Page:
Hepatitis B screening was significantly associated with level of education, completion of the vaccination schedule and knowledge of the recommended vaccine dose. Females had a 61% higher prevalence of hepatitis B screening compared to males. HBV screening may have been higher among females because it is recommended by the Ugandan MoH that every pregnant woman be screened for the disease during antenatal care so as to reduce vertical transmission [54]. Females are known to have better health seeking behaviours compared to males. This could have impacted on their hepatitis B screening rates. These findings are in agreement with those of Osei, Niyilapah [67] which indicated that females were more likely to screen for hepatitis B compared to males. In addition, males often show a reluctance in receiving health care services which could explain their low screening rates for hepatitis B [68, 69].

In some areas, especially urban settings, access to screening and vaccination services comes at a cost. This study showed that young psychoactive substance users with a higher level of income were more likely to screen for hepatitis B compared to those who had a lower level of income. This could be attributed to the high cost of accessing hepatitis B prevention services [70]. In some situations, health facilities providing these services are located further away from informal settlements. Therefore, young psychoactive substance users in informal settings incur transport costs to access hepatitis B prevention services. A lack of the financial resources therefore reduces the chances of low-income earners screening for HBV.

Completion of the hepatitis B vaccination schedule was also low, due to insufficient knowledge of the vaccine and HBV infection, and the fact that a significant proportion of young psychoactive substance users did not know where to access the vaccine. Limited access to health services has also been documented as a barrier to uptake of hepatitis B prevention services [18]. Our findings are also similar to a study among young injection drug users in the US where only 10% of younger participants reported having completed the hepatitis B vaccine series [71].

Young psychoactive substance users who had competed the hepatitis B vaccination schedule were more likely to have been screened. Usually, hepatitis B screening precedes vaccination in most healthcare facilities thus higher screening rates. Young psychoactive substance users who felt that the vaccine was effective in preventing hepatitis B viral infection were more likely to have screened for hepatitis B. This is because positive attitude has been shown to positively impact the uptake of prevention services.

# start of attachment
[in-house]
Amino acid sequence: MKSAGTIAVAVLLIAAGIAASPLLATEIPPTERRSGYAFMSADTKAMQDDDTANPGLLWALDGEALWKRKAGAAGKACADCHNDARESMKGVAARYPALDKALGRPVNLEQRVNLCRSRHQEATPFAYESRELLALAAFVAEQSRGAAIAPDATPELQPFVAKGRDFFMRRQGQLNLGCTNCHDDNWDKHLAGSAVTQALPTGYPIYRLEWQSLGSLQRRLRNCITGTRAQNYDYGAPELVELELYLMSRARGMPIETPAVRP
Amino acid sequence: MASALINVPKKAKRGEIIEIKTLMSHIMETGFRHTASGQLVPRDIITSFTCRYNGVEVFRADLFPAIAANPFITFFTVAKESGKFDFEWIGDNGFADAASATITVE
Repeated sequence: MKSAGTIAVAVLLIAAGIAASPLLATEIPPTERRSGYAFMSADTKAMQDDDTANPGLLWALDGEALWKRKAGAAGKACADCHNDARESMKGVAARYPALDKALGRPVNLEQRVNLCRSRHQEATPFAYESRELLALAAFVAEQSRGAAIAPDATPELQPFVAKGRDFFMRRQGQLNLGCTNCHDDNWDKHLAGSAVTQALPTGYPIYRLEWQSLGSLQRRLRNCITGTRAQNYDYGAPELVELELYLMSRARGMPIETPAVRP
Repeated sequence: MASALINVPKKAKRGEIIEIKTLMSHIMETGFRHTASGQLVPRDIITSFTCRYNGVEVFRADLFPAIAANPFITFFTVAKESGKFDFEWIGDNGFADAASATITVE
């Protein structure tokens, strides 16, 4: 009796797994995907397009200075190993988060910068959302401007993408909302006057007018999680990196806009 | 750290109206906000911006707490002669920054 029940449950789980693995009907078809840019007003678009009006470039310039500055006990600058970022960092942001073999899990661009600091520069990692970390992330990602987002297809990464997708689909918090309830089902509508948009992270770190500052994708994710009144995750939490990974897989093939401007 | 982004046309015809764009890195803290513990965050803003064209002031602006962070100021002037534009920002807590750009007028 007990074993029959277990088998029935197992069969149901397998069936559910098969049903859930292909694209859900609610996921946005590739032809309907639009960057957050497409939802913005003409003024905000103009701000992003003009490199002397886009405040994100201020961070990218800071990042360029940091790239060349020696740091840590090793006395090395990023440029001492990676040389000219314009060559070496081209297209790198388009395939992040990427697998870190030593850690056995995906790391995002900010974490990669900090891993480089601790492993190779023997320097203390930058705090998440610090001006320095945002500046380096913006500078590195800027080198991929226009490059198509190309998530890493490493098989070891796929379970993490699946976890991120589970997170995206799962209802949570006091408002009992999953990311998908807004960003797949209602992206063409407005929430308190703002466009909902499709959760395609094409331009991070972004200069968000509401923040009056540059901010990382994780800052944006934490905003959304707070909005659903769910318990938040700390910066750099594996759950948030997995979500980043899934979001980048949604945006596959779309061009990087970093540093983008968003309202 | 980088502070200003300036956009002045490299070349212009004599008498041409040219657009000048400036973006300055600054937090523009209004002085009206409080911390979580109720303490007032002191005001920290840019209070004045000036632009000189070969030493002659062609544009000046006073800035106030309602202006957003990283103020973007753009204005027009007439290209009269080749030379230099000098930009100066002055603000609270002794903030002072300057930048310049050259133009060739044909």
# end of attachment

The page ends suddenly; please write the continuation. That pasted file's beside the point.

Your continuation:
Lack of knowledge of the recommended vaccine dose for hepatitis B was associated with a lesser likelihood of completing the hepatitis B vaccination schedule. Young psychoactive substance users who were aware of the recommended vaccine dose are likely to have been sensitised about hepatitis B. Being knowledgeable about hepatitis B may have impacted their attitude and health seeking behaviours. Consequently, they may have been motivated to take all the vaccine doses. A number of studies have concluded that an adequate level of knowledge of disease conditions increases the uptake of prevention services such as hepatitis B vaccination [67].

Young psychoactive substance users who had ever screened for hepatitis B were more likely to have completed the schedule than those who had never screened. Having screened for hepatitis B is an indicator of a better health seeking behaviour. In addition, those who had ever screened may have felt to be at an elevated risk of the HBV and therefore, undertaking the vaccination would protect them against the infection. Young psychoactive substance users who felt the vaccine was effective were more likely to have completed the vaccination schedule compared to those who did not. This re-echoes the fact that a positive attitude is more likely to positively impact preventive behaviours such as vaccination. Such individuals believe in the protective efficacy of the vaccine, and are bound to complete the vaccination schedule at all costs.